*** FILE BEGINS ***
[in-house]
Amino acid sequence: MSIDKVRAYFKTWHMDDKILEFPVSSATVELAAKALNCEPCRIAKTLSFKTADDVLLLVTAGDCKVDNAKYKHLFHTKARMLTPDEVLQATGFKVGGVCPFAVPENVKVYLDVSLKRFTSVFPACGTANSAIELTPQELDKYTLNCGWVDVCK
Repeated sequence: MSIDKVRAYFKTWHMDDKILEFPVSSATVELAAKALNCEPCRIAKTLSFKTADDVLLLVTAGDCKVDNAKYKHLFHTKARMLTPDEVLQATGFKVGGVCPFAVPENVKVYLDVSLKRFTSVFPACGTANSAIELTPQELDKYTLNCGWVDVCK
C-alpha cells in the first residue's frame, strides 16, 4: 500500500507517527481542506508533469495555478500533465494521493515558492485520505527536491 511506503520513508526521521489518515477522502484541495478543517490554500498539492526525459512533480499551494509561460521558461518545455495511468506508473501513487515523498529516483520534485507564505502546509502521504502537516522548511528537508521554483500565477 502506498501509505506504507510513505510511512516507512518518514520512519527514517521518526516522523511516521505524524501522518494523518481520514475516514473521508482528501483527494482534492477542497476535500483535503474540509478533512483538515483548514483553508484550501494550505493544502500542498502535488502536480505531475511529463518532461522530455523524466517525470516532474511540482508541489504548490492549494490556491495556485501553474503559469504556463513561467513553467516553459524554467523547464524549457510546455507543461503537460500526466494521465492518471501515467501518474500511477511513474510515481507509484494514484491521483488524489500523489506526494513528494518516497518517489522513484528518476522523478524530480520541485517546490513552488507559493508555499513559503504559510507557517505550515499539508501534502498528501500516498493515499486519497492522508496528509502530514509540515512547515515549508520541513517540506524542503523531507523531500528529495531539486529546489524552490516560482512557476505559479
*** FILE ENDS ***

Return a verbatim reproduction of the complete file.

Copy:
[in-house]
Amino acid sequence: MSIDKVRAYFKTWHMDDKILEFPVSSATVELAAKALNCEPCRIAKTLSFKTADDVLLLVTAGDCKVDNAKYKHLFHTKARMLTPDEVLQATGFKVGGVCPFAVPENVKVYLDVSLKRFTSVFPACGTANSAIELTPQELDKYTLNCGWVDVCK
Repeated sequence: MSIDKVRAYFKTWHMDDKILEFPVSSATVELAAKALNCEPCRIAKTLSFKTADDVLLLVTAGDCKVDNAKYKHLFHTKARMLTPDEVLQATGFKVGGVCPFAVPENVKVYLDVSLKRFTSVFPACGTANSAIELTPQELDKYTLNCGWVDVCK
C-alpha cells in the first residue's frame, strides 16, 4: 500500500507517527481542506508533469495555478500533465494521493515558492485520505527536491 511506503520513508526521521489518515477522502484541495478543517490554500498539492526525459512533480499551494509561460521558461518545455495511468506508473501513487515523498529516483520534485507564505502546509502521504502537516522548511528537508521554483500565477 502506498501509505506504507510513505510511512516507512518518514520512519527514517521518526516522523511516521505524524501522518494523518481520514475516514473521508482528501483527494482534492477542497476535500483535503474540509478533512483538515483548514483553508484550501494550505493544502500542498502535488502536480505531475511529463518532461522530455523524466517525470516532474511540482508541489504548490492549494490556491495556485501553474503559469504556463513561467513553467516553459524554467523547464524549457510546455507543461503537460500526466494521465492518471501515467501518474500511477511513474510515481507509484494514484491521483488524489500523489506526494513528494518516497518517489522513484528518476522523478524530480520541485517546490513552488507559493508555499513559503504559510507557517505550515499539508501534502498528501500516498493515499486519497492522508496528509502530514509540515512547515515549508520541513517540506524542503523531507523531500528529495531539486529546489524552490516560482512557476505559479